Performance - Quad Core Cortex A7 Camera - Still and Video
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  • Death666Angel - Wednesday, December 18, 2013 - link

    Um, what? Just did a bit of googling, the Nexus 4 had 4.4 at the end of November (25th is what I came up with most) and Moto X got 4.4 6 days ago on the 12th. Nexus 4 already has 4.4.2. So I have no idea what you are talking about, because it doesn't seem to be reality.
  • cmikeh2 - Wednesday, December 18, 2013 - link

    It's dependent on the carrier, but the Verizon version of the Moto X actually got 4.4 before the Nexus 4 did.
  • shaduck007 - Saturday, January 4, 2014 - link

    thanks for Mentioning the Lumia, it's 1/3 the price of the MOTO G.

    Thinking of what is the best value!!

  • fortelv999 - Wednesday, December 18, 2013 - link

    ?? They announced some weeks ago that the RAZR HD, MAXX HD and RAZR M would all get Kitkat sometime soon-ish, even the ATRIX HD i think, all the Snapdragon S4 family
  • fokka - Wednesday, December 18, 2013 - link

    the atrix HD? i believe that when i see it.
  • Bob Todd - Wednesday, December 18, 2013 - link

    If you think a few months time is enough for a new parent company to take over and magically transform device support for phones that were in the pipeline for over a year, you don't know much about how acquisitions work or how long those kinds of transitions take in a large corporate environment.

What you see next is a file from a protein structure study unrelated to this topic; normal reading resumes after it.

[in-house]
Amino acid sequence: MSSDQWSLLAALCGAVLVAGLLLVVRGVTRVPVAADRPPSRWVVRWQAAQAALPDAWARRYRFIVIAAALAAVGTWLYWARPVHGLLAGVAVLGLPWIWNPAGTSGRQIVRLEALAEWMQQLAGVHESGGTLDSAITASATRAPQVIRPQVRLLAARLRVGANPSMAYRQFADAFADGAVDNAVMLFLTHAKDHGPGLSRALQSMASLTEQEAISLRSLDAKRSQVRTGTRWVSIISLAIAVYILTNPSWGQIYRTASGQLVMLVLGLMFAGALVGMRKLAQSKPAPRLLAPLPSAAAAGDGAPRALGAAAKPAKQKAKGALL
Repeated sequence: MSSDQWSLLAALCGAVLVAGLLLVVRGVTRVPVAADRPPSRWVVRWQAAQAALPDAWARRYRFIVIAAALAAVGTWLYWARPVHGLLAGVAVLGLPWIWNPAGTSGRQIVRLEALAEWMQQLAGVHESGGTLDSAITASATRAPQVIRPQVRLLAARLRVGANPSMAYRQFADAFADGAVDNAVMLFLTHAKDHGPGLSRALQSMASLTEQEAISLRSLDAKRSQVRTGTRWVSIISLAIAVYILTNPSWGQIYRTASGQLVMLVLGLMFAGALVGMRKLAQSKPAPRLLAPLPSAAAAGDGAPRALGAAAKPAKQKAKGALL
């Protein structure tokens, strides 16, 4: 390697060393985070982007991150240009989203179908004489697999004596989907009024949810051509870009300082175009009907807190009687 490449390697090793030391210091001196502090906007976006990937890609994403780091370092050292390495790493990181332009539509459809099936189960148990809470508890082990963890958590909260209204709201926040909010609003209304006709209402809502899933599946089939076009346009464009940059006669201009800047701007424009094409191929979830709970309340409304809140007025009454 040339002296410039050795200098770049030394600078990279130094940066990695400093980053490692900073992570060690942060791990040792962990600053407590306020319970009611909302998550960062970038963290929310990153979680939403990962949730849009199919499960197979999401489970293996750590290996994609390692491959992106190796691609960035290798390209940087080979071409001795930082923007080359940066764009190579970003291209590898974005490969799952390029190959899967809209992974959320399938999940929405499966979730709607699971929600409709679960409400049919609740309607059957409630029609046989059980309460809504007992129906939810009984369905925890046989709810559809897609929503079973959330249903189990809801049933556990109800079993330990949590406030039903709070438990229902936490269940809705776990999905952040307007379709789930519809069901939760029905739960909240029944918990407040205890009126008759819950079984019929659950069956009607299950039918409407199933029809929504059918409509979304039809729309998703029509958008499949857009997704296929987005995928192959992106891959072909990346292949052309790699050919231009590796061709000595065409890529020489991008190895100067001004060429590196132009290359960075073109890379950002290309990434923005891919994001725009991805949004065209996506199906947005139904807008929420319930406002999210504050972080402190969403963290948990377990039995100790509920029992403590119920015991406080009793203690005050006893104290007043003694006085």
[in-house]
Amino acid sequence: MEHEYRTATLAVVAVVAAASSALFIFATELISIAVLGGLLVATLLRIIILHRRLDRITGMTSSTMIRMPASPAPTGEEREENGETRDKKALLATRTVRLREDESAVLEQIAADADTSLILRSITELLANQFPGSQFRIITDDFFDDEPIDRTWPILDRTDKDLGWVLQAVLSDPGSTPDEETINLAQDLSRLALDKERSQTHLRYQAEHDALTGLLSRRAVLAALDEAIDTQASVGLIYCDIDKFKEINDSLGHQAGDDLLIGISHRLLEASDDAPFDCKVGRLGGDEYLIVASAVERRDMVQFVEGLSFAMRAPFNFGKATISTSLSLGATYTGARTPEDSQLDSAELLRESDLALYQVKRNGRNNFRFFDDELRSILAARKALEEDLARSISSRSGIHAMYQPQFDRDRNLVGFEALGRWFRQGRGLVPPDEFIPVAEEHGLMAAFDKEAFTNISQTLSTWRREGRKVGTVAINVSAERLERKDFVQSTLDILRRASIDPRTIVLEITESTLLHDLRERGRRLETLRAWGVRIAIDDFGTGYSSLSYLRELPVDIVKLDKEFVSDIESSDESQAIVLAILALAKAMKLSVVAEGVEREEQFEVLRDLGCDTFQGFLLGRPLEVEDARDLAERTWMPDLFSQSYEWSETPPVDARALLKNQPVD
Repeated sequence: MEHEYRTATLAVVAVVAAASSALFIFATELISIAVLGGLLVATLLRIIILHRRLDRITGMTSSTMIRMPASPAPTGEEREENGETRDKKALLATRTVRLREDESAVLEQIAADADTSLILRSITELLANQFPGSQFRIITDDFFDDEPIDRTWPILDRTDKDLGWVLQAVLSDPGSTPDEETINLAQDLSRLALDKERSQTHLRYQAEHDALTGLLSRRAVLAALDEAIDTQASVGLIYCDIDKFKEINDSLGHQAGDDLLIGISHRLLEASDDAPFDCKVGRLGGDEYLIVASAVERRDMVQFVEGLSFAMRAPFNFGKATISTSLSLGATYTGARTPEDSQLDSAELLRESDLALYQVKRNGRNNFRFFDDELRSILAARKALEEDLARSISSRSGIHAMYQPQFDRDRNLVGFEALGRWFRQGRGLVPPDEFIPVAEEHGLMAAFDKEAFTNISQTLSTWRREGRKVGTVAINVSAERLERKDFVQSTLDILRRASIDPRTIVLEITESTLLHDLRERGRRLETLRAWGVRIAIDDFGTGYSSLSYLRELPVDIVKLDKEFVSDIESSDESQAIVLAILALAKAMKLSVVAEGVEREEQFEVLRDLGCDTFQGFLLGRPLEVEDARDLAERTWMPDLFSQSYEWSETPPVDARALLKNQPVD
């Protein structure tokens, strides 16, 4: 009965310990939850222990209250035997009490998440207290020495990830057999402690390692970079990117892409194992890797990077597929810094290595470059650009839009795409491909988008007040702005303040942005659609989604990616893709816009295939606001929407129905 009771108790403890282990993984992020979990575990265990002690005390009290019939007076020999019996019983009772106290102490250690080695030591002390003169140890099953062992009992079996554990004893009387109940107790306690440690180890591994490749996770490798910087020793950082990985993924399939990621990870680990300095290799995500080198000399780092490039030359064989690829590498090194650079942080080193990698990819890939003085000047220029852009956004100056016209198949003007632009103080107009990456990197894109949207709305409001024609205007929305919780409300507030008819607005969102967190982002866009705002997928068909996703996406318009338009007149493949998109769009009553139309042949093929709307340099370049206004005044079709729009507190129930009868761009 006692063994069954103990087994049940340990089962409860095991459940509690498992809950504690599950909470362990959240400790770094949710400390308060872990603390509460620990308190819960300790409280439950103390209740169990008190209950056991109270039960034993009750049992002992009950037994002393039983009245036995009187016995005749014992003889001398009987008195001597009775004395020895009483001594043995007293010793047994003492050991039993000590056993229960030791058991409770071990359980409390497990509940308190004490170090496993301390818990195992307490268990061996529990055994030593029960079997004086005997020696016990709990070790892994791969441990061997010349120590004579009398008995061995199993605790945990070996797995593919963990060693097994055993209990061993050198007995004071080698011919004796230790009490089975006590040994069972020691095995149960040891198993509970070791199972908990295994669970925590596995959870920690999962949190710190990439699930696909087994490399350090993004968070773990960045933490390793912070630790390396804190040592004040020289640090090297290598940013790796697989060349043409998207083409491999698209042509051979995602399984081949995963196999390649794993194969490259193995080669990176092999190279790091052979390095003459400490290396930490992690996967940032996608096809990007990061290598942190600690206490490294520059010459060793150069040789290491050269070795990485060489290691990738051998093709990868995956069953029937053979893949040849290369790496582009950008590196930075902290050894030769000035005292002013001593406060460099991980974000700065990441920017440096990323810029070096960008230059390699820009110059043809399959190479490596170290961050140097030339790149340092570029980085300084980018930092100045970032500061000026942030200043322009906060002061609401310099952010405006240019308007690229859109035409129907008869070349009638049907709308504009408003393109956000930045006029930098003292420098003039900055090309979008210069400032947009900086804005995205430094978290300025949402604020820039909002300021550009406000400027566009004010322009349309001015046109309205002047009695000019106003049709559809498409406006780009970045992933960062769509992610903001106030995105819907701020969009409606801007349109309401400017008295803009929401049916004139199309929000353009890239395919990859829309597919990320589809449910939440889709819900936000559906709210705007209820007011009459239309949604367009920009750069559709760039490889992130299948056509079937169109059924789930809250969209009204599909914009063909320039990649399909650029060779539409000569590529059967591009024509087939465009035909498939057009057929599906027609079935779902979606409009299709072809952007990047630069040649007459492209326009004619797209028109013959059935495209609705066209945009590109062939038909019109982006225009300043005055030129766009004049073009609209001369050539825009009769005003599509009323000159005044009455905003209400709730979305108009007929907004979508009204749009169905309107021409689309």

The proof will be evident once we see how quickly, if at all, the Moto X and Moto G are updated beyond 4.4. Being the absolute first non-Nexus device with 4.4 on the X, and getting it right around the same time as the still supported Nexus line was a great start. We'll see if they can keep it up. I'm cautiously optimistic, and I say all of this as a former Atrix owner who never got some planned updates.
  • Death666Angel - Wednesday, December 18, 2013 - link

    "If you think a few months time" Google bought Motorola on August 15, 2011.
  • Bob Todd - Thursday, December 19, 2013 - link

    I should have looked it up before replying, but I was mainly responding to the "The phone was out several months AFTER Google's acquisition" comment. And what I said still holds true. Google announced plans to acquire Motorola Mobility on 8/15/2011. The acquisition didn't actually complete until 5/22/2012. The phones in question came out around September/October of 2012, which is indeed just a few months after the acquisition, and not long enough for Google to really have anything to do with their product planning.
  • trynberg - Wednesday, December 18, 2013 - link

    I guess you missed the news that Moto was upgrading the RAZR HD to 4.4 in 2014? Confirmed on Moto's website weeks ago.
  • ollienightly - Wednesday, December 18, 2013 - link

    i really don't know what you are wining about. razr hd has already been given green light for kitkat update. all you have to do now is being patient.